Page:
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American Passages: A Literary SurveyUnit IndexAmerican Passages Home
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5. Masculine Heroes   

13. Southern Renaissance

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William Faulkner - Selected Archive Items

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[3309] Letter, Philip Avery Stone to John Sharp Williams requesting support for William Faulkner's appointment as postmaster at the University of Mississippi (1922),
courtesy of the Library of Congress [A86].
This position of postmaster was a way for Faulkner to earn an income and continue writing, as it paid a full salary, but did not require full-time work.

[5122] Anonymous, Rowan Oak, Old Taylor Rd., Oxford, Lafayette County, MS,
courtesy of the Library of Congress [HABS, Miss, 36-OXFO, 9-].
William Faulkner's home in Mississippi. Highly formalized in their layout, large plantations usually centered on the "big house," an imposing, often neoclassical structure designed as an expression of the good taste and prosperity of the owner.

[6948] Jack E. Boucher, South front and west side, Rowan Oak, Old Taylor Rd., Oxford, Lafayette County, MS [William Faulkner's old house] (1975),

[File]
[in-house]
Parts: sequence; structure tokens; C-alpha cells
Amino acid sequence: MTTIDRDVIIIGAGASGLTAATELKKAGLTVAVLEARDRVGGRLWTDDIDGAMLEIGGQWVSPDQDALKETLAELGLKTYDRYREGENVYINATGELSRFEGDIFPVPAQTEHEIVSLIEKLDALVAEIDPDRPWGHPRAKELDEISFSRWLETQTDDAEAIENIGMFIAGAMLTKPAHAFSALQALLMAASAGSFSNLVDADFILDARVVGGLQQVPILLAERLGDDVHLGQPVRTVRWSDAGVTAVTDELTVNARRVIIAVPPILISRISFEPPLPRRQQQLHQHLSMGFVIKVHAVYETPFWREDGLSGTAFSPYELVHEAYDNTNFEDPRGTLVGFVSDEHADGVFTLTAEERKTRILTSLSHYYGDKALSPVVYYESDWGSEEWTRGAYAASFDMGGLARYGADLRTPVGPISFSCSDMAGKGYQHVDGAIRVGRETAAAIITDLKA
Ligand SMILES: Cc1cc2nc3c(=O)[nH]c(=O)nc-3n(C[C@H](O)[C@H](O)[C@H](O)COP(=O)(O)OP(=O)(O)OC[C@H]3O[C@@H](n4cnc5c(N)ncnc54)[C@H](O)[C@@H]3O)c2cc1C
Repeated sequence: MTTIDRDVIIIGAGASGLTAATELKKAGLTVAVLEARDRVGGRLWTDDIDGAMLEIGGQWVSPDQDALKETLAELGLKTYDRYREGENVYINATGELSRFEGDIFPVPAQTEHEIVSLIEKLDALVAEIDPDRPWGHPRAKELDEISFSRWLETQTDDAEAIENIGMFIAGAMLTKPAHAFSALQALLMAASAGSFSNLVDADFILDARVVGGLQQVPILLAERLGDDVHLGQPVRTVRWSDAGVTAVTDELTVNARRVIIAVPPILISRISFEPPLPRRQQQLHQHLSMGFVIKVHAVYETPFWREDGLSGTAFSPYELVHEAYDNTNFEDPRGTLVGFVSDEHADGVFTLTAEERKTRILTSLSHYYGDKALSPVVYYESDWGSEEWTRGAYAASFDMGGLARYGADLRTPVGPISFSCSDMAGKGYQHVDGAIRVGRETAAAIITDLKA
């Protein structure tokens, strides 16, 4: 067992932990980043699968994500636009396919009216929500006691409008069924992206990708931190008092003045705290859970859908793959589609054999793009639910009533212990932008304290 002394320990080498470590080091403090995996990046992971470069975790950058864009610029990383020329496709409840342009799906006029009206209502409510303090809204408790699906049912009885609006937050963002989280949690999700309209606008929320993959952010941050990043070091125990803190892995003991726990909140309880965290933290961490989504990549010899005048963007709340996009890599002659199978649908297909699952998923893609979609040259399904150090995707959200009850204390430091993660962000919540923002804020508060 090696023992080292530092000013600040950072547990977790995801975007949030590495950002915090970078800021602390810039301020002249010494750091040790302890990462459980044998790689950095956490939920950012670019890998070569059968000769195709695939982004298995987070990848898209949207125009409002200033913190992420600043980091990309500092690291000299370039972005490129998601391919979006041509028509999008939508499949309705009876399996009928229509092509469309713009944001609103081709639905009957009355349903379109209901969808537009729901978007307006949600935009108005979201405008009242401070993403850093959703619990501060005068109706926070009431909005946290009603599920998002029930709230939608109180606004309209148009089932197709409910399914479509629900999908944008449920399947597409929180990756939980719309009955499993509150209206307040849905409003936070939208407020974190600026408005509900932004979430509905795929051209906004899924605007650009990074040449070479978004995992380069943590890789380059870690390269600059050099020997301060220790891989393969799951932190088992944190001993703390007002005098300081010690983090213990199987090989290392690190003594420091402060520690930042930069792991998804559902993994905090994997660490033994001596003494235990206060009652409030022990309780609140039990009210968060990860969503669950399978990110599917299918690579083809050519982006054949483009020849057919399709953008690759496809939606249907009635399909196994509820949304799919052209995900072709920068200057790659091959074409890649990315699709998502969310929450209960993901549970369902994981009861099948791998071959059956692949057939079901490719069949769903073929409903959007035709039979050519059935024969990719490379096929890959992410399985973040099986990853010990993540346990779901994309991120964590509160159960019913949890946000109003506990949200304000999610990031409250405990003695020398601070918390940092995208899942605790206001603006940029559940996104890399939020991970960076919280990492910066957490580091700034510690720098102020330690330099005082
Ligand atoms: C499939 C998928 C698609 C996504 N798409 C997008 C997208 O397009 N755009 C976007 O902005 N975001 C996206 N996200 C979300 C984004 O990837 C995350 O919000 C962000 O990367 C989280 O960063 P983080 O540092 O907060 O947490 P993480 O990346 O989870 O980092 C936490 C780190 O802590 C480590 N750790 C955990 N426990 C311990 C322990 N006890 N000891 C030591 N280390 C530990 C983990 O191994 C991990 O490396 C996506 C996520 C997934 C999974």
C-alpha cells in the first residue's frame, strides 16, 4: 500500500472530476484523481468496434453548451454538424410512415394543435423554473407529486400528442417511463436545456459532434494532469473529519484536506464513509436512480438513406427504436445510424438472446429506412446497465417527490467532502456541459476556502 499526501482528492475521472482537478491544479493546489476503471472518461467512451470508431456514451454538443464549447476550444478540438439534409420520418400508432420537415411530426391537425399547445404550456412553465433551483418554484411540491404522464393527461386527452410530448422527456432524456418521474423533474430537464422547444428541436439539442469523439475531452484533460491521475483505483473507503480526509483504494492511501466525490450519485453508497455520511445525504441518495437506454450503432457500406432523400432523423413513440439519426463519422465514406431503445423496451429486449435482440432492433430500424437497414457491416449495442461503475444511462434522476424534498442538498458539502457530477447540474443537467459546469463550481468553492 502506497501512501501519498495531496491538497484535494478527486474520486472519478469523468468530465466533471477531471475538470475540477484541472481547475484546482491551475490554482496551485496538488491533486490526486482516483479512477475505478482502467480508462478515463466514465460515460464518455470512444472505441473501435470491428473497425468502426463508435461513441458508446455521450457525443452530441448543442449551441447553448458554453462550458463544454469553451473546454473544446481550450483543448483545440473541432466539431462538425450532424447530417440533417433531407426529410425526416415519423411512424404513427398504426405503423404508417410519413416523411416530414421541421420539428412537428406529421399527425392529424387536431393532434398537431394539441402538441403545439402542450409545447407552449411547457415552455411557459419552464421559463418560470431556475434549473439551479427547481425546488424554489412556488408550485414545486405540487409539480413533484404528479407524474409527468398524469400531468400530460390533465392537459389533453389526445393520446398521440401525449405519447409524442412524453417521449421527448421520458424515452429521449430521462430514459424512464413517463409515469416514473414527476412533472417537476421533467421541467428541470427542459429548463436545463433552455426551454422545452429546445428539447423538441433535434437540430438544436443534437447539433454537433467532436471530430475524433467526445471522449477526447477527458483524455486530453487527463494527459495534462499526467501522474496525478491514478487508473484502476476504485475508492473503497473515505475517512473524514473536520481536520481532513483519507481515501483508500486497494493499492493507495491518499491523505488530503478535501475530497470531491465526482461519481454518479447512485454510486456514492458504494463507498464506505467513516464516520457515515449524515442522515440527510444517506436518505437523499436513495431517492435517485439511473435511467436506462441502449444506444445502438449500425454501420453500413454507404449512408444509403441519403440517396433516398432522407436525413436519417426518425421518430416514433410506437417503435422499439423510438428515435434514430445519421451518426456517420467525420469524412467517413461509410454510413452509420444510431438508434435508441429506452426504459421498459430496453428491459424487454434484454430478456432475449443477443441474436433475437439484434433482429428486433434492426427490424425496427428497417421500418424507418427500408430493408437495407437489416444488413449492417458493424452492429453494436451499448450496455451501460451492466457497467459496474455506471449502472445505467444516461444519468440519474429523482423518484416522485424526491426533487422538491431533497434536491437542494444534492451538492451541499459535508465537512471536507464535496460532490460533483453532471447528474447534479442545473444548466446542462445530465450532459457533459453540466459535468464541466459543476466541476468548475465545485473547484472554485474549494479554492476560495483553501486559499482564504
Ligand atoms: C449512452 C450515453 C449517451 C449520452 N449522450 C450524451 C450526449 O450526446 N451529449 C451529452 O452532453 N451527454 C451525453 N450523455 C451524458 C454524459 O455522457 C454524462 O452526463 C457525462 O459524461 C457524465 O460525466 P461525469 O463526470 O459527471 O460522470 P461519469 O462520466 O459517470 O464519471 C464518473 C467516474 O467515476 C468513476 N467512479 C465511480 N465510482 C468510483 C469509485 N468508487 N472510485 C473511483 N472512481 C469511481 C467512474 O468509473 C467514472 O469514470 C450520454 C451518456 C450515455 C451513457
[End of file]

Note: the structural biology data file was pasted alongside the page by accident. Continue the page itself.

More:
courtesy of the Library of Congress [HABS, MISS, 36-OXFO, 9-4].
The myth of the "Old South" generally referred to the "plantation legend" of antebellum (and much postbellum) popular fiction that portrayed white southerners as genteel aristocrats and slavery as a benevolent, paternal institution from which blacks and whites benefited equally. Although Faulkner grew up in a neoclassical "big house," he challenged this myth in his fiction.

[7488] Anonymous, William Faulkner Handed 1949 Nobel Prize of $30,000 for Literature (1949),
courtesy of AP/Wide World Photos.
Some audiences eagerly anticipated Faulkner's acceptance of the Nobel Prize, as he rarely spoke publicly or dressed formally.

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